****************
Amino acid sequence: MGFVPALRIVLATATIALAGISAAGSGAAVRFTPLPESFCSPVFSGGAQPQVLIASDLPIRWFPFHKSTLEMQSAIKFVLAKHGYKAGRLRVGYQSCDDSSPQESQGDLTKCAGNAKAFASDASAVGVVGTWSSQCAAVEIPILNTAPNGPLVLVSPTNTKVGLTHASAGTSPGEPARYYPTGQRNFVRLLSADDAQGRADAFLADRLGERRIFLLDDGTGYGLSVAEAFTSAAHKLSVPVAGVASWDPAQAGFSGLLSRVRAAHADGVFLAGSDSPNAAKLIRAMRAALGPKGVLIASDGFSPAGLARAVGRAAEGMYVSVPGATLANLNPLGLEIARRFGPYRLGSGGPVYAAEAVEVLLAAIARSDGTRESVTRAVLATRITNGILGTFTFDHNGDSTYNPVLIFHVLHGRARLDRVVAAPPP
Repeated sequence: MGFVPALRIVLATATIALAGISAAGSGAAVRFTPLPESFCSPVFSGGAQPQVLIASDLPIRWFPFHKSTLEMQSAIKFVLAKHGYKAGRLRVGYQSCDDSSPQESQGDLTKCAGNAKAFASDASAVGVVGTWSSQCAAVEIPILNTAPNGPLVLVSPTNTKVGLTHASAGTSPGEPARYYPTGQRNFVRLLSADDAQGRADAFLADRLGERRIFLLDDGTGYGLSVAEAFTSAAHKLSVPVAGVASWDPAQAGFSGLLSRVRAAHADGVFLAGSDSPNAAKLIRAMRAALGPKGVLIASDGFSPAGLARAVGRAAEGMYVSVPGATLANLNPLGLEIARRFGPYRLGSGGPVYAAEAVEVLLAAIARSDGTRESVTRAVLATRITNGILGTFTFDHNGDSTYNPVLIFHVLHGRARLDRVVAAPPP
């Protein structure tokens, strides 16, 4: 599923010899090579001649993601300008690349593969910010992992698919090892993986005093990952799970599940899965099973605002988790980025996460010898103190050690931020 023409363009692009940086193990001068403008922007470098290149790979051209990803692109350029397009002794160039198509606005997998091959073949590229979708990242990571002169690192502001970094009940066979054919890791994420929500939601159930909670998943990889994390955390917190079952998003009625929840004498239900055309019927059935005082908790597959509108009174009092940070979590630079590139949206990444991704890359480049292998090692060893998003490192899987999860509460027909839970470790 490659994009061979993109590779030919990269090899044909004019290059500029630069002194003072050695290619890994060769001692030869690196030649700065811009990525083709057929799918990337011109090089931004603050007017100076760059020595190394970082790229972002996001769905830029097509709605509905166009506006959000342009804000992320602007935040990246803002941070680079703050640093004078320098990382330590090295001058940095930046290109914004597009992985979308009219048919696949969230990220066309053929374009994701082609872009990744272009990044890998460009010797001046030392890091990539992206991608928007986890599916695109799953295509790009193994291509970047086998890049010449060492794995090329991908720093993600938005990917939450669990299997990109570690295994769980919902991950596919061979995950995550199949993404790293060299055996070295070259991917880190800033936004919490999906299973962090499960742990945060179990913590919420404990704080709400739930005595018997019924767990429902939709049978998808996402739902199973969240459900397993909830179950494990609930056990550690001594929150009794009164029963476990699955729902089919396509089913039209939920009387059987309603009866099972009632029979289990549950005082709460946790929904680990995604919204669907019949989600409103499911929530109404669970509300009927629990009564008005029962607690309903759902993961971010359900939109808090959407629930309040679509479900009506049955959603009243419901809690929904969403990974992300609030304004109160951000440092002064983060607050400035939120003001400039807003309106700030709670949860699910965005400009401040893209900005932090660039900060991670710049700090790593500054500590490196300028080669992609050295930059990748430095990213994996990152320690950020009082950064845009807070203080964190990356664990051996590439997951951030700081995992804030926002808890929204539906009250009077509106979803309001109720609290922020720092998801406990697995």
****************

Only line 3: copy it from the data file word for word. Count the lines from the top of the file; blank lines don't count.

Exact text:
């Protein structure tokens, strides 16, 4: 599923010899090579001649993601300008690349593969910010992992698919090892993986005093990952799970599940899965099973605002988790980025996460010898103190050690931020 023409363009692009940086193990001068403008922007470098290149790979051209990803692109350029397009002794160039198509606005997998091959073949590229979708990242990571002169690192502001970094009940066979054919890791994420929500939601159930909670998943990889994390955390917190079952998003009625929840004498239900055309019927059935005082908790597959509108009174009092940070979590630079590139949206990444991704890359480049292998090692060893998003490192899987999860509460027909839970470790 490659994009061979993109590779030919990269090899044909004019290059500029630069002194003072050695290619890994060769001692030869690196030649700065811009990525083709057929799918990337011109090089931004603050007017100076760059020595190394970082790229972002996001769905830029097509709605509905166009506006959000342009804000992320602007935040990246803002941070680079703050640093004078320098990382330590090295001058940095930046290109914004597009992985979308009219048919696949969230990220066309053929374009994701082609872009990744272009990044890998460009010797001046030392890091990539992206991608928007986890599916695109799953295509790009193994291509970047086998890049010449060492794995090329991908720093993600938005990917939450669990299997990109570690295994769980919902991950596919061979995950995550199949993404790293060299055996070295070259991917880190800033936004919490999906299973962090499960742990945060179990913590919420404990704080709400739930005595018997019924767990429902939709049978998808996402739902199973969240459900397993909830179950494990609930056990550690001594929150009794009164029963476990699955729902089919396509089913039209939920009387059987309603009866099972009632029979289990549950005082709460946790929904680990995604919204669907019949989600409103499911929530109404669970509300009927629990009564008005029962607690309903759902993961971010359900939109808090959407629930309040679509479900009506049955959603009243419901809690929904969403990974992300609030304004109160951000440092002064983060607050400035939120003001400039807003309106700030709670949860699910965005400009401040893209900005932090660039900060991670710049700090790593500054500590490196300028080669992609050295930059990748430095990213994996990152320690950020009082950064845009807070203080964190990356664990051996590439997951951030700081995992804030926002808890929204539906009250009077509106979803309001109720609290922020720092998801406990697995």